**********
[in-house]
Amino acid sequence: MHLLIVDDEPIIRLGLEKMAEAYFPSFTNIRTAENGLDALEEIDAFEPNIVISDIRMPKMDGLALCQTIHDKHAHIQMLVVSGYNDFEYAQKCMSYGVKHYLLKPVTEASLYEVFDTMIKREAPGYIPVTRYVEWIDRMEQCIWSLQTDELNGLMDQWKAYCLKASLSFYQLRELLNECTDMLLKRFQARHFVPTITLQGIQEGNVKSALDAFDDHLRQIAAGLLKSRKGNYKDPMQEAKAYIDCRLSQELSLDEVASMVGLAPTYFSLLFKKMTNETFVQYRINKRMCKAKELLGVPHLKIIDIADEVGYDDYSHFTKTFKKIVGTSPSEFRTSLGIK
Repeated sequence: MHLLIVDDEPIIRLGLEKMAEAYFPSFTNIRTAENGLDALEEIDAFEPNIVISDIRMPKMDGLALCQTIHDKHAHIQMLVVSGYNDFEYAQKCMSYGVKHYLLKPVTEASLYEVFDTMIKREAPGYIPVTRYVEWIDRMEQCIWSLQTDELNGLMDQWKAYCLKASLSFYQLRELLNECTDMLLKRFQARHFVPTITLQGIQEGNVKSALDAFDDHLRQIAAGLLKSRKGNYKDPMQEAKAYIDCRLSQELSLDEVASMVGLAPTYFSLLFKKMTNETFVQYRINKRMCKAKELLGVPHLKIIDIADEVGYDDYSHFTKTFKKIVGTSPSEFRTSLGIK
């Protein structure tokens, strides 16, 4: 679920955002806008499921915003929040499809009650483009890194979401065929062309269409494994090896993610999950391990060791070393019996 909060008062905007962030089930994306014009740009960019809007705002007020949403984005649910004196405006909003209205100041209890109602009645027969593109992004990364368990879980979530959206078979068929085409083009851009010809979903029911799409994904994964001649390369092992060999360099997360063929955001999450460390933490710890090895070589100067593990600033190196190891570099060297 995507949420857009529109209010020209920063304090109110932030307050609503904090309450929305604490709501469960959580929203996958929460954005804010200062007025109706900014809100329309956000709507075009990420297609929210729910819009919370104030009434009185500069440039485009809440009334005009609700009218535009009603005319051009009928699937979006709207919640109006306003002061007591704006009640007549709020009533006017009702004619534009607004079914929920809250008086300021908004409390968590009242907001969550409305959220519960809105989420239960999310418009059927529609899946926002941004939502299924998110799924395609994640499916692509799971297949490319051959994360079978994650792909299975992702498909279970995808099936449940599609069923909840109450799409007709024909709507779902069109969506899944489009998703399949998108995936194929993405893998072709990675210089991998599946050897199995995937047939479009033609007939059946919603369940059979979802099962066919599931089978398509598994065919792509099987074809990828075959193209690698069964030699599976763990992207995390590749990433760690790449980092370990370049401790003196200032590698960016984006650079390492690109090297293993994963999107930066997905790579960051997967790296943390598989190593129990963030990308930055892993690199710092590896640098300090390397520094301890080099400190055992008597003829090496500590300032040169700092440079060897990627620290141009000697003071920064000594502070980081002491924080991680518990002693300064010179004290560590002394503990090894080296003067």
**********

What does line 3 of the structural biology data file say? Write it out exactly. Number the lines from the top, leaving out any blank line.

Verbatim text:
Repeated sequence: MHLLIVDDEPIIRLGLEKMAEAYFPSFTNIRTAENGLDALEEIDAFEPNIVISDIRMPKMDGLALCQTIHDKHAHIQMLVVSGYNDFEYAQKCMSYGVKHYLLKPVTEASLYEVFDTMIKREAPGYIPVTRYVEWIDRMEQCIWSLQTDELNGLMDQWKAYCLKASLSFYQLRELLNECTDMLLKRFQARHFVPTITLQGIQEGNVKSALDAFDDHLRQIAAGLLKSRKGNYKDPMQEAKAYIDCRLSQELSLDEVASMVGLAPTYFSLLFKKMTNETFVQYRINKRMCKAKELLGVPHLKIIDIADEVGYDDYSHFTKTFKKIVGTSPSEFRTSLGIK